To expand its training facilities, Western Technical College moved its shooting range from a classroom building to an existing well-built storage building on the school’s 160-acre campus near Sparta, Wis. Eliminating the frequent sound of gunfire in a classroom building and reducing sound leakage were among the primary reasons for moving the range. Panels were installed to absorb sound reverberation and reduce decibel (dB) levels inside the building while minimizing noise outside the facility.
The LEED Silver Certified Sparta Public Safety Training Facility consists of indoor and outdoor firing ranges and a forensic investigation laboratory. The multifaceted building was designed to provide scenario-based training and is available for rent. Extra-wide doors enable vehicles to be placed in the building, and alternating flashing lights can simulate traffic stop conditions in the shooting range. In addition to the college’s students, the shooting range is used by various agencies for training. More convenient to access than the range at nearby Ft. McCoy, the agencies renting the facility include U.S. Fish and Wildlife Service, Wisconsin Emergency Medical Services (EMS) and the Wisconsin Department of Natural Resources.
“We worked with Savage Range Systems to construct the indoor shooting range, and safety is always very important. Charles Nester of Savage Range Systems recommended using pinta’s SONEX Valueline Panels to absorb noise,” said Jay McHenry, director of facilities at Western Technical College. “Nester’s team is very experienced and can help facility managers and owners achieve their goals while saving money that can be used for other purposes.”
Savage Range Systems glued the panels to ¾-inch plywood sheets in overhead containment baffles that consist of the plywood, an air gap and AR5000 steel, a high-carbon, abrasion-resistant steel alloy. The baffles protect the building from ricocheting bullet. A bullet can go through the foam, but not the steel; the baffle will capture any deflected bullet that hasn’t found its way to the front of the range.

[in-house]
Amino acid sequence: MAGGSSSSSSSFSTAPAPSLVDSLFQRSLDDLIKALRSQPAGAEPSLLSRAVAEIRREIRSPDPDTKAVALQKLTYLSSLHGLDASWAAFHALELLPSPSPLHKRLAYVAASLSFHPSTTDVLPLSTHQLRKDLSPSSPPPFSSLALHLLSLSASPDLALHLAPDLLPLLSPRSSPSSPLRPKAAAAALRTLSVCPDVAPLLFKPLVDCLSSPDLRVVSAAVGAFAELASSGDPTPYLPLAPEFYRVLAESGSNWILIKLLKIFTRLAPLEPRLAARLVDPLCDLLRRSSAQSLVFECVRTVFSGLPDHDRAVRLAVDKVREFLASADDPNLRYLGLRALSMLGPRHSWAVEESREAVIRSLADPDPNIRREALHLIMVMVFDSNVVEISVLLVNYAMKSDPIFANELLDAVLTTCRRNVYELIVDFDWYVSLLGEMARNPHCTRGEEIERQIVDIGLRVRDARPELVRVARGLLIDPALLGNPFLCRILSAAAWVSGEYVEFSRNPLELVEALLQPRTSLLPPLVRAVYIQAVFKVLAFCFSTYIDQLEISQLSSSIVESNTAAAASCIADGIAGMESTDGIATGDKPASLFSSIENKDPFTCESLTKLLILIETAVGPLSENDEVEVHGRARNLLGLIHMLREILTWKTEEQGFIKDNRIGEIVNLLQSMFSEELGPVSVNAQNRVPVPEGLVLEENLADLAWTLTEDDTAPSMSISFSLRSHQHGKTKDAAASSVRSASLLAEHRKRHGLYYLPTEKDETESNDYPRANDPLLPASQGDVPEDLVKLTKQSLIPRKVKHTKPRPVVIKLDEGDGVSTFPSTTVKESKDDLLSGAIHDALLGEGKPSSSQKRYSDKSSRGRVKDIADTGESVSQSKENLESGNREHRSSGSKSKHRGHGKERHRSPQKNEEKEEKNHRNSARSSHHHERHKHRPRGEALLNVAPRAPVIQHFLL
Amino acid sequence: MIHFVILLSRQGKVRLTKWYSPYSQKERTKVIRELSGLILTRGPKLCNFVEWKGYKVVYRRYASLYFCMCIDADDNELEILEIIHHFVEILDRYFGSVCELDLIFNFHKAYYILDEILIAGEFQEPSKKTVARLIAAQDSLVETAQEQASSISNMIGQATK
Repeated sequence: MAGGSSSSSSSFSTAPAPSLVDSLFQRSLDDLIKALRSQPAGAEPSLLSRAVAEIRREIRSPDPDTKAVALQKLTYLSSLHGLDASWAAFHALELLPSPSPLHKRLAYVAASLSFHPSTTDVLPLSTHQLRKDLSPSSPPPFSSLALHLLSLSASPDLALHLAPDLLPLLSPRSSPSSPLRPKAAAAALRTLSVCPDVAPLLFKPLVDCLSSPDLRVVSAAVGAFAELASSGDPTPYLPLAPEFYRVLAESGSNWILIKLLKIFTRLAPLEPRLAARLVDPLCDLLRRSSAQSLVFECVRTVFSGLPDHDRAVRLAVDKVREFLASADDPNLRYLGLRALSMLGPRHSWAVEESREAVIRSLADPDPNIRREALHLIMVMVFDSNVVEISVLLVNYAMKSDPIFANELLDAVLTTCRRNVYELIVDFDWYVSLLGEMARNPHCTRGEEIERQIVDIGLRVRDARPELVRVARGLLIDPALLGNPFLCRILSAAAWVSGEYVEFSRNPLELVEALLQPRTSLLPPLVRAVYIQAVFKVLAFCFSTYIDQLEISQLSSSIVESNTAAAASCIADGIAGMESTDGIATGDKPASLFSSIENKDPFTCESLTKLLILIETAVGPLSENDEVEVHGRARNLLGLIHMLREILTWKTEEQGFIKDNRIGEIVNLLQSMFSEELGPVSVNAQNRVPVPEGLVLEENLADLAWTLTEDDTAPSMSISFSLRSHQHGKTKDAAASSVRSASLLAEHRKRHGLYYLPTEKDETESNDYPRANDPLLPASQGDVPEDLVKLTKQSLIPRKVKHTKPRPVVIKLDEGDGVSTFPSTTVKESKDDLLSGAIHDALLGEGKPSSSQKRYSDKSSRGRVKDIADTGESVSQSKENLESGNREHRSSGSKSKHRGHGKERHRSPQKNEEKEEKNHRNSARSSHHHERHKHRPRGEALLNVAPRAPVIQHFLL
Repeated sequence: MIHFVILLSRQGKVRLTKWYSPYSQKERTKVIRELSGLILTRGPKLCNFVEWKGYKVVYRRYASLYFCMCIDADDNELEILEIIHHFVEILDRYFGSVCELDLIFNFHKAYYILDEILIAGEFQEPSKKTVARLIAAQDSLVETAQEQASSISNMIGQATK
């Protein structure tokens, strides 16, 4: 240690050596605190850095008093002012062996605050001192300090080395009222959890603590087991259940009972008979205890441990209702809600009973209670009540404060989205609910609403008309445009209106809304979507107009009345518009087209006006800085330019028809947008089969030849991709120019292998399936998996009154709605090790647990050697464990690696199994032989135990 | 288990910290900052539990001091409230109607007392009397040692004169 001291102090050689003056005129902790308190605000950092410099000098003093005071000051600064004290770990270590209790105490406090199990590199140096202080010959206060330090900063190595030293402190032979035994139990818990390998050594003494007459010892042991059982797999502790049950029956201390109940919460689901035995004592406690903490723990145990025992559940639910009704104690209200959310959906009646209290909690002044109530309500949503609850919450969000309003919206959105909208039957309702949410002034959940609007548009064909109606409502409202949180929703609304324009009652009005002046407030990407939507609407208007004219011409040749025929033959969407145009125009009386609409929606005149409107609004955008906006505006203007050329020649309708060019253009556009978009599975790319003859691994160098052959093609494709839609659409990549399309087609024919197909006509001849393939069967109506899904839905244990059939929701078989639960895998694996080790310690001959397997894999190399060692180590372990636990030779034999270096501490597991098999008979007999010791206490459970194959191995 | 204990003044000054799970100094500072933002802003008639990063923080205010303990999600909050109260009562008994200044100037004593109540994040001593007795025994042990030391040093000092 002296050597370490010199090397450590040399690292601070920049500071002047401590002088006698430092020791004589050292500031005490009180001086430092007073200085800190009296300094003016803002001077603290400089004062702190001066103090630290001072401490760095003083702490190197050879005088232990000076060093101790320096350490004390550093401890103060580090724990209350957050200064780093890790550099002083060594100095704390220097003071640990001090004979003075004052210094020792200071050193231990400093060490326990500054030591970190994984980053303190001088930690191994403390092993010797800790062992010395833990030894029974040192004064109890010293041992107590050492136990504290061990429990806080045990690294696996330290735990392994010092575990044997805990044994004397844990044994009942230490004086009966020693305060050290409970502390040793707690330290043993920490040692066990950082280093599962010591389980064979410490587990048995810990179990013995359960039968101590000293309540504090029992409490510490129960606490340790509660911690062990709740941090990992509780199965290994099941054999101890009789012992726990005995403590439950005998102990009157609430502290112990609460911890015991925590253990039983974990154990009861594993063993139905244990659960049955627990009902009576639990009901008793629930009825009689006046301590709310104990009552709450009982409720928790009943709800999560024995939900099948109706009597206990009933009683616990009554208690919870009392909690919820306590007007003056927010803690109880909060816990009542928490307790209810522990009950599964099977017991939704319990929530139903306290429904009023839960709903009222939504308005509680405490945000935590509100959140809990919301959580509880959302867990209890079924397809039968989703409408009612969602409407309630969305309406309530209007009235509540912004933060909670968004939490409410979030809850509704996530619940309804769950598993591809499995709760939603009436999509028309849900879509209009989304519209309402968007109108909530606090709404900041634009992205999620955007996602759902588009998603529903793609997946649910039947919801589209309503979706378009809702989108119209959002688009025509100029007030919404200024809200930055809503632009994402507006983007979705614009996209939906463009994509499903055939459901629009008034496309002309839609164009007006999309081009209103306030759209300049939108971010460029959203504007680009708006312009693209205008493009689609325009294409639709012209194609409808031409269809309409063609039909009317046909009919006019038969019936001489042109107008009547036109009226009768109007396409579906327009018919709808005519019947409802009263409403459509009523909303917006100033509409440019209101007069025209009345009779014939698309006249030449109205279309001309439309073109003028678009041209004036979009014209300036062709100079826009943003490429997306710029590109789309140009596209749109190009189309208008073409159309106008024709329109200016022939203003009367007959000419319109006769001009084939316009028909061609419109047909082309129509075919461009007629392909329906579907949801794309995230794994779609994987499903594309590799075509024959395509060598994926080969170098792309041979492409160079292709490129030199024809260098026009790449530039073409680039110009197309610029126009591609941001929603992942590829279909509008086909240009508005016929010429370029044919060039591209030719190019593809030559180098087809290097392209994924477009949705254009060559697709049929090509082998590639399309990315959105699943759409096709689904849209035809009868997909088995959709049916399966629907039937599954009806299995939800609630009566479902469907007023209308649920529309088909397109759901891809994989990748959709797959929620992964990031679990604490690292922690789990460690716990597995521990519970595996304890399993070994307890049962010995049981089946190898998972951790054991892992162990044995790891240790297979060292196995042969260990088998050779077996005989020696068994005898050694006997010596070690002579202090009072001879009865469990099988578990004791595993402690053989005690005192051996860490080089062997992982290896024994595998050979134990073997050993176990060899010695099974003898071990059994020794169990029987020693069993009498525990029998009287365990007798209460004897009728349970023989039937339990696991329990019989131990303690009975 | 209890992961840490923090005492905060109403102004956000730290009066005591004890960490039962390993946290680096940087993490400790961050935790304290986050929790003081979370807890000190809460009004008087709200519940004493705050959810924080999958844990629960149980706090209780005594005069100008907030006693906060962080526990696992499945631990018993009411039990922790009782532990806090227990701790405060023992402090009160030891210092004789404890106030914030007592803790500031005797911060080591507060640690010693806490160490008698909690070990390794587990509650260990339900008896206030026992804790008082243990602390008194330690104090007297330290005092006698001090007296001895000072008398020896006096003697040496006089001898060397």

Water-based acoustic adhesive was used to install the panels to the plywood. The baffles hang from chains that are attached to trusses, and were installed starting about three feet from the firing position, then spaced out down the range. The acoustic material absorbs sound energy and reduces the reverberation time of sound within the building, lowering the dB level inside the range as well as outdoors.
“People in higher education like to share their observations and concerns, but I can honestly say there have been no complaints or concerns about noise regarding the Public Training Facility,” McHenry says. “Of course, people using the shooting range still use high-performance hearing protection. Outside the building, you can hear ‘pop, pop, pop’ as handguns and rifles up to .223 caliber are fired, but it’s not at the level of an alarming sound.”
Sound produced by gunfire is deafening outdoors, and when the acoustical energy it produces is confined to a small indoor space such as a firing range, it gets even louder. The noise can reach levels as much as 10 times greater than those experienced in outdoor ranges.
A surprisingly small number of acoustical panels go a long way in most shooting ranges. Typically, a range requires an amount of foam equal to the square footage of its ceiling. The foam is divided between the ceiling and walls for the most efficient sound absorption. This will normally reduce the amount of acoustical energy in the range by an amazing 85 percent.
Part of managing acoustics includes good construction of the walls, ceiling, conduit, and the heating, ventilation and air conditioning (HVAC) system. McHenry upgraded the building’s HVAC system to capture smoke and lead dust.